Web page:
“It also produces stress and strain on providers like me, who are taking care of this population but who can’t get the labs they need,” because patients paying out of pocket may choose to forgo labs that don’t appear essential, Dr. Billings said. “For those two pregnant women, a patient panel is several hundred dollars; an ultrasound is several hundred dollars,” he said, and other tests and labs pile on more bills, all which leads patients to ask providers which are the most important. “There’s a standard of care in obstetrics where, for a prenatal panel, they’re all important.” When a patient forgoes certain tests or labs, “this puts stress on the provider, because they’re taking care of a patient that doesn’t have adequate care,” Dr. Billings emphasized. He also added that it may increase liability concerns of providers who are wary of caring for a patient without a full understanding of their health needs. “That’ll make providers who are risk-averse think, ‘I’m going to move away from the border,’ or ‘I’m not going to deliver babies anymore,’” he worried. “It makes it even harder to recruit and retain providers.”
Fortunately, Dr. Billings’ system was able to absorb the costs of care for the two women, paying for the needed prenatal care, including labs. “But it’s just two patients. If two were to become 200, we couldn’t afford to do that,” he said. For health systems with high immigrant patient populations, the new public charge rule “will exacerbate the financial strain. The costs are going to be borne by the patient, or the local health systems that take care of the patient.” Even before its implementation, the rule had already had significant implications in the health coverage of many immigrants -- and that is sure to continue, despite not coming into effect this week.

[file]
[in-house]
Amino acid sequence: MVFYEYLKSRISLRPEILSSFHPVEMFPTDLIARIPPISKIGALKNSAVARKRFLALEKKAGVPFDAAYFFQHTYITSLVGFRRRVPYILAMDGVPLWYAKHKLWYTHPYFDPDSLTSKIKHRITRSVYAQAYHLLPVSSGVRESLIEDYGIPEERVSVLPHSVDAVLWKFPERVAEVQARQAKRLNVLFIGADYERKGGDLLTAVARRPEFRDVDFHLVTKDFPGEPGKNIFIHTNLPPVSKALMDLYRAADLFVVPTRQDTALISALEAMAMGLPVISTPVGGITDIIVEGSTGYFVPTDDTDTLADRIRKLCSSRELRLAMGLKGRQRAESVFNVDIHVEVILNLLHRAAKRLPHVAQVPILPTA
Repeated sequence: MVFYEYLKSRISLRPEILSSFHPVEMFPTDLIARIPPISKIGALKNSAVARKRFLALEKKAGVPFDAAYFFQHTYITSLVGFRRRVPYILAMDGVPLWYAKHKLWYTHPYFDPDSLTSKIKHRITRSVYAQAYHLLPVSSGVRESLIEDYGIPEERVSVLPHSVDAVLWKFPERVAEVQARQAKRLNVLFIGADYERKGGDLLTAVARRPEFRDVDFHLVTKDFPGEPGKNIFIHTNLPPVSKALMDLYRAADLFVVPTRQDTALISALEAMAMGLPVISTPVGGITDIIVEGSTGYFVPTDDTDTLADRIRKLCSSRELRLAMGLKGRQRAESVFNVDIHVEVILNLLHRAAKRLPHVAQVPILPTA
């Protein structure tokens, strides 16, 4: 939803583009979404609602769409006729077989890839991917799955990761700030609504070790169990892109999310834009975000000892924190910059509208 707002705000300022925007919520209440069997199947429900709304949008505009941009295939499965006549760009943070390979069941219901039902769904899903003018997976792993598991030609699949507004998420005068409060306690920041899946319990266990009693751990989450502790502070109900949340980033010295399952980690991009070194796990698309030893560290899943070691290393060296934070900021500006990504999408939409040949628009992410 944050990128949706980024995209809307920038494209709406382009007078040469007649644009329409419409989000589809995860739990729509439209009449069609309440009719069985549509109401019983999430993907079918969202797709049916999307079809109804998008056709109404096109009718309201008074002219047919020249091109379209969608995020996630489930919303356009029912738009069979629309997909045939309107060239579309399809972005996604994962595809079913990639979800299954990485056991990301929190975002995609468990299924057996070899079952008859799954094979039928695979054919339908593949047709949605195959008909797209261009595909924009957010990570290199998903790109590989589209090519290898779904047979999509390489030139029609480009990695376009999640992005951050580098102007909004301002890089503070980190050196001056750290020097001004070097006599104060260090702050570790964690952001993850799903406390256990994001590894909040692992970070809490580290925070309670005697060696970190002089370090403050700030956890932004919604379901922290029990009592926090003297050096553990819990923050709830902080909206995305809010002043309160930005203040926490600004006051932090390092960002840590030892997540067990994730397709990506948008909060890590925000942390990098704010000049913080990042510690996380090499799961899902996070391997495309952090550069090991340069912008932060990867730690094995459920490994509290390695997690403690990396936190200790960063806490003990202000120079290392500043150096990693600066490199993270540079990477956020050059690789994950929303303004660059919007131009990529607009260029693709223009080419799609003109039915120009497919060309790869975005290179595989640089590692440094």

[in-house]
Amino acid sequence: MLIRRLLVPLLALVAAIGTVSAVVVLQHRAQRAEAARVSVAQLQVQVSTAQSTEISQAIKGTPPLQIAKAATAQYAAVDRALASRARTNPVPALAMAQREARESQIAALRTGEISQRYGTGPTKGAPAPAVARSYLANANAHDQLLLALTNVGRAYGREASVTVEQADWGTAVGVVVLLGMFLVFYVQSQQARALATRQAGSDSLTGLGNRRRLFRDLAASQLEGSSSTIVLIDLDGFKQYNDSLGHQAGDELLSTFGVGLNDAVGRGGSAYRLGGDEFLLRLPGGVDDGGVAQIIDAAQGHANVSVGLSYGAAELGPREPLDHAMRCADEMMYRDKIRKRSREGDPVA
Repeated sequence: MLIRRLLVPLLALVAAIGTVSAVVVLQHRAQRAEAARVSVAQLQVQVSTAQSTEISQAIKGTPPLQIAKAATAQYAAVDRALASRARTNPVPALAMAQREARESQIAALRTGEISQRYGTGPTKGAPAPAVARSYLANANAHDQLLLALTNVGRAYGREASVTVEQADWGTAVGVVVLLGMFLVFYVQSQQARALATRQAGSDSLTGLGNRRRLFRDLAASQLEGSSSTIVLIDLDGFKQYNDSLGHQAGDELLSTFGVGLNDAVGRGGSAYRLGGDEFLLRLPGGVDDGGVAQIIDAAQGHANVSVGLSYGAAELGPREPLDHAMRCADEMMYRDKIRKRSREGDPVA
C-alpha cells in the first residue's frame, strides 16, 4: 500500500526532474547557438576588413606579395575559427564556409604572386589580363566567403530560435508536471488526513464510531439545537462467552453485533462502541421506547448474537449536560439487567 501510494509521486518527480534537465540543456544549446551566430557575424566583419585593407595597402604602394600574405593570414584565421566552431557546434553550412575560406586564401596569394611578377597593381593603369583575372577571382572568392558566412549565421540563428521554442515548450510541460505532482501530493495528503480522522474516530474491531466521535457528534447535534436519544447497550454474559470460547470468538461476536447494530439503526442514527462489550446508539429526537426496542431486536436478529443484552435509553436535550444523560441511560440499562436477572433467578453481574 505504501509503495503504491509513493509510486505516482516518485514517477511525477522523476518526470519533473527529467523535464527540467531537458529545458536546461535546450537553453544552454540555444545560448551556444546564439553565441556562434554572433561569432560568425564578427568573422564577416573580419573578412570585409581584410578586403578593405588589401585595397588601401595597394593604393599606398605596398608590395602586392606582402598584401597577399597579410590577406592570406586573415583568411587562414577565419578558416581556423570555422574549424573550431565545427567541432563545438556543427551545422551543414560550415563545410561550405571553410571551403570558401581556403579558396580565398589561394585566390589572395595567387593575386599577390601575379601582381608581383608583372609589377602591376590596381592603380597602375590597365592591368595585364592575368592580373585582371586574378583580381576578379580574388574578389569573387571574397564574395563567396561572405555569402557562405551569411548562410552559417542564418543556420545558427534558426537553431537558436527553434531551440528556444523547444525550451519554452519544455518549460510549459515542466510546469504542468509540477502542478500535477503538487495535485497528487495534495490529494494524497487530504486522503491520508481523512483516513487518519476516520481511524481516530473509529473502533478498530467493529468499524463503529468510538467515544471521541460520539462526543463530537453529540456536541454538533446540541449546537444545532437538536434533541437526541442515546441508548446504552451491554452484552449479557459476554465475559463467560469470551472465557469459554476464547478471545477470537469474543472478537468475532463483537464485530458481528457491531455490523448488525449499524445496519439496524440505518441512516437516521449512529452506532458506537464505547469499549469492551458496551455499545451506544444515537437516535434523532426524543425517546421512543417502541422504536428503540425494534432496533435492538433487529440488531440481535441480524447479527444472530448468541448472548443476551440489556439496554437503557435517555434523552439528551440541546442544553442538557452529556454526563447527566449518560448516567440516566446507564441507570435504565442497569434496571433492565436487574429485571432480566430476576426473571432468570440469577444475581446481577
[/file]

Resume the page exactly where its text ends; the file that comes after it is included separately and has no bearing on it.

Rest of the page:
Following the court’s injunction, it is anticipated that the government will submit an appeal. While the new public charge rule has not gone into effect, continuing patient education efforts will reduce confusion and temper the chilling effect that the rule has already had on patients around the country. Here are some resources to help with patient communication around the rule. More resources that reflect the recent injunction should be available by the end of the week.
Protecting Immigrant Families has extensive resources on the impact of the new public charge rule. Here are some that may be useful for health providers and community health workers:
State Public Benefits Charts and Interactive Map of Benefits Eligibility
You Have Rights: Protect Your Health, in Spanish, Arabic, Chinese, French, Hindi, Korean, and Vietnamese
Getting the Help You Need, in Spanish, Arabic, Hindi, and Chinese
The California Primary Care Association’s resources on public charge include modules for service providers